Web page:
Spurs’ John White was in midfield. Denis Law, as ever, wore the No.10 and he was a fabulous performer; easily one of the greatest players in the world on his day. Collins and Leggat were our goalscorers that night.

The SFA appeared to back me after the fracas in Amsterdam when they selected me to play in the next game against Portugal in the Avalede Stadium in Lisbon a week later. They made one change and dropped Leggat with Rangers’ Alex Scott taking his place in the frontline. That might have been the SFA taking their own action against the player.

I played quite well, even if I do say so myself, and I was named Man of the Match by the reporter who covered the game for the Evening Times. I waited another five months before I donned the dark blue of my country again – a 1-1 draw with Wales at Hampden in front of 55,813 fans. Again, I thought I had a reasonable game and I set up our goal with a nice cross for my old chum Leggat to score.

Our team on that occasion was: Bill Brown (Spurs); Eric Caldow (Rangers) and John Hewie (Charlton); Dave Mackay (Spurs), Bobby Evans (Celtic) and Bert McCann (Motherwell); Graham Leggat (Fulham), John White (Spurs), Ian St.John (Liverpool), Denis Law (Manchester United) and yours truly. As I packed my bags and left the national stadium afterwards I wouldn’t have believed I would never play for Scotland again.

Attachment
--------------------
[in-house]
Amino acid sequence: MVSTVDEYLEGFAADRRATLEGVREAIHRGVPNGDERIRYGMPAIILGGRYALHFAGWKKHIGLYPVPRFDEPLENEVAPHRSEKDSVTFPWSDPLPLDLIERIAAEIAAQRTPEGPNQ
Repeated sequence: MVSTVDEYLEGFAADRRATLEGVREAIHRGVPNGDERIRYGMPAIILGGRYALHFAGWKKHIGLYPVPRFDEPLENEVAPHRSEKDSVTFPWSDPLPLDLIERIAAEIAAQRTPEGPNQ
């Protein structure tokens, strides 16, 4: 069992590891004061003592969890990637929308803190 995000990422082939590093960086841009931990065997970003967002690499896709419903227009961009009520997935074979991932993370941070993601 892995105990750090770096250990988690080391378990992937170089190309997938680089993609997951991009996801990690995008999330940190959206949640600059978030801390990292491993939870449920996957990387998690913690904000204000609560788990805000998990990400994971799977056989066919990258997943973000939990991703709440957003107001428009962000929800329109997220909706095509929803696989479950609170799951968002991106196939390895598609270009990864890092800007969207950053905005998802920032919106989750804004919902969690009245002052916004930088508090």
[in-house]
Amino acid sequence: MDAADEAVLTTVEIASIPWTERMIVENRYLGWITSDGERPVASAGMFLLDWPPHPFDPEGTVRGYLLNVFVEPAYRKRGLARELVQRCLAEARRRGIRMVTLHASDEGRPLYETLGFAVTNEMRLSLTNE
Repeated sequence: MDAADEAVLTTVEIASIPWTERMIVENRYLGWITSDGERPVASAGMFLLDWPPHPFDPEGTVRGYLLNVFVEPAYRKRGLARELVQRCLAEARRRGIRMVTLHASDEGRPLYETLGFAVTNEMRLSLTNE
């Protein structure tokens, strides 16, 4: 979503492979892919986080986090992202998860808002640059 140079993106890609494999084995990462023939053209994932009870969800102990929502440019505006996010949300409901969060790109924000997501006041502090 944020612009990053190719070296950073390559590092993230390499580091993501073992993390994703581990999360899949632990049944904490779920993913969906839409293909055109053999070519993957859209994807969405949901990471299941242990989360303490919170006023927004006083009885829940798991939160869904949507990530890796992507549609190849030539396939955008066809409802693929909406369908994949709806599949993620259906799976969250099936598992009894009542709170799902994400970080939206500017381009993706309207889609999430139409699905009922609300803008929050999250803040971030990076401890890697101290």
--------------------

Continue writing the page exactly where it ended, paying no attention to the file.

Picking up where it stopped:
I am as patriotic as the next Scot, but it didn’t really bother me that I was continually overlooked for the international squads. The main thing for me was to play for Celtic. If Big Jock was happy enough to select me week after week then I knew I was doing something right.

THE BOSS AND BERTIE…Jock Stein and Bertie Auld celebrate after the goalless draw against Dukla Prague in the Czechoslovakian capital in April 1967 en route to everlasting glory in Lisbon a month later.

If the respective international gaffers chose not to include me, then fair enough. People have often said Scotland should just have played the Celtic first team en masse. We were all Scots, after all, and were the best team in Europe for several years in my view, not just in 1967 when we won the European Cup.

I don’t suppose too many Rangers fans would have turned out to see a Scotland line-up comprising eleven Celtic players! It was worth a thought, though.

In fact, Bobby Brown selected nine of my team-mates for a friendly against Russia at Hampden in 1967. Denis Law and Jim McCalliog were the two guest stars. Unfortunately, it wasn’t a particularly good evening for Scotland as we lost 2-0 and my big mate Tommy Gemmell scored an own goal with a lovely lob over Ronnie Simpson.

When you look at Celtic back then it is a bit of a mystery that Wee Jinky won only twenty-three caps. Bobby Murdoch picked up a mere twelve. TG, one of the best left-backs in the world, got eighteen. In fact, the entire Lisbon Lions team achieved a mere 114 caps in total – only twelve more than Kenny Dalglish managed on his own!

Yes, I think there was a bit of bias against Celtic. If the SFA selectors had the opportunity of selecting Rangers centre-half Ronnie McKinnon instead of Billy McNeill I believe they would have gone for the Ibrox player. Absolutely no disrespect to Ronnie, a fine defender, but he wasn’t in the same class as Caesar.